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Why Britain, like Iceland, will thrive outside the EU

Temporary EEA membership is the best route out of Europe

August 22, 2019

9:19 AM

22 August 2019

9:19 AM

I have no doubt that Britain will thrive after leaving the EU, whether or not it leaves with a deal. I say this as a former prime minister of a country, Iceland, which left the EU before it had even joined — and which went on to prosper in a way which would have been impossible had its application for membership been carried through to conclusion. I think Britain can learn from Iceland’s experience and find a way to avoid any major disruption when October 31 comes round.

In late 2008 Iceland suffered especially harshly from the international financial crisis. The country’s banking system experienced a near-total collapse. The value of the currency tumbled, inflation surged, government debt as a percentage of GDP more than tripled in an instant. In 2009, a new government formed by the two parties on the left submitted an application for EU membership. The rationalization offered to the public was that joining the EU was the only way to survive.

Iceland was already a member of the European Economic Area (EEA), which facilitates free trade with the EU. But after the application was submitted, the EU became increasingly stringent regarding the implementation of EU regulations in Iceland. Many of Iceland’s bureaucrats were enthusiastic about obliging.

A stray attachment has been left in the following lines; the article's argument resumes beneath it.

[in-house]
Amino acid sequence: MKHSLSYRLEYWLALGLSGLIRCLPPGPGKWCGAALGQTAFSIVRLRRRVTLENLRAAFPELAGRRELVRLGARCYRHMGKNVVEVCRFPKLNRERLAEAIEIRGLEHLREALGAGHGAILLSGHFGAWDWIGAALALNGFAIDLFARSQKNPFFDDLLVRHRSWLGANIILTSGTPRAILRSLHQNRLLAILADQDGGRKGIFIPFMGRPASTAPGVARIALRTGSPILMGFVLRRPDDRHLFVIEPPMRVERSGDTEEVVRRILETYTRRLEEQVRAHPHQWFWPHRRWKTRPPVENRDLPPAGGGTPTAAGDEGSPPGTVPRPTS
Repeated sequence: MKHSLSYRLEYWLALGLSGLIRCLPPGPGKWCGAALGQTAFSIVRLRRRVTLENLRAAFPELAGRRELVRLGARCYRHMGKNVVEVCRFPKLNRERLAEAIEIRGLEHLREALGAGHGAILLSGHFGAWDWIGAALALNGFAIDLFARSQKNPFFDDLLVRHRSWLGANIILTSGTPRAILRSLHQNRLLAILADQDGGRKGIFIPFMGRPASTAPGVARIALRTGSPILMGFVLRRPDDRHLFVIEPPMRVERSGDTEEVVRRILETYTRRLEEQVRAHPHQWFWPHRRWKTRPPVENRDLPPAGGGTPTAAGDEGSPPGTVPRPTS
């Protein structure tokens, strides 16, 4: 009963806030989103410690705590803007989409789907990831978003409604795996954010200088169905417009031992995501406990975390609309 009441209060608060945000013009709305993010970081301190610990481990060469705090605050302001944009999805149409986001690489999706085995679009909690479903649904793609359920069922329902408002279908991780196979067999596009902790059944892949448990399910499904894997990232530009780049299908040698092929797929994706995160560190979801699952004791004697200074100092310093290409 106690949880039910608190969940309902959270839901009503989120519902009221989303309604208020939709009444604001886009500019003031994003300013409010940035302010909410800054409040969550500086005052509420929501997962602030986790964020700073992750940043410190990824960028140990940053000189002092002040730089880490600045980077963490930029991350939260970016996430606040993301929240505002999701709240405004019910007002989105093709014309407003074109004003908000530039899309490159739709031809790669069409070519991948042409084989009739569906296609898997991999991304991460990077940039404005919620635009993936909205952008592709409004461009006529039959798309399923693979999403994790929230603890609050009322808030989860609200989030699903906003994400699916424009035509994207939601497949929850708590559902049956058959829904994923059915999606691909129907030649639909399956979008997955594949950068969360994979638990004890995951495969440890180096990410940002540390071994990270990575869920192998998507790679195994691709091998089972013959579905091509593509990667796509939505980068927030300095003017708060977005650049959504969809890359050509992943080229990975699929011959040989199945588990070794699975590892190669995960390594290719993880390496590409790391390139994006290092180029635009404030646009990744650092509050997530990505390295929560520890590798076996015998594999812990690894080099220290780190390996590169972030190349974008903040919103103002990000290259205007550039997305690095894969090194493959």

The elections of 2013, however, brought a halt to accession talks, and in 2015, my government formally withdrew Iceland’s application for EU membership. I had come to the conclusion that withdrawing the application was essential in order for us to be able to make the arrangements necessary for successfully rebuilding the economy.

And bounce back we did. Soon Iceland had the highest GDP growth rate of any developed country. We saw the sharpest fall in government debt achieved by any nation in modern history. Unemployment shrank and, at the same time, we invested heavily in healthcare and other essential services.

Yet the methods we used to bring this remarkable transformation about would not have been possible had we joined the EU and adopted the euro and become bound by EU regulations. Had we done so, our fate would very likely instead have resembled that of Greece.

My government’s decision to withdraw the application for EU membership was, of course, met with hostility from globalists, both foreign and domestic. At every step we were treated to predictions of impending catastrophe very similar to those now being ascribed to Brexit. How odd that adherents of a new global order continue to advocate an international system based on fear and submission rather than reciprocity.

If Iceland, while outside the EU, can achieve the highest level of growth of any western nation so soon after the collapse of its banking system and public finances, then I’m sure that a post-Brexit Britain — the world’s fifth-largest economy — can prosper, too. Nevertheless, there will certainly be some negative short-term consequences from leaving the EU. What can you do to avoid them?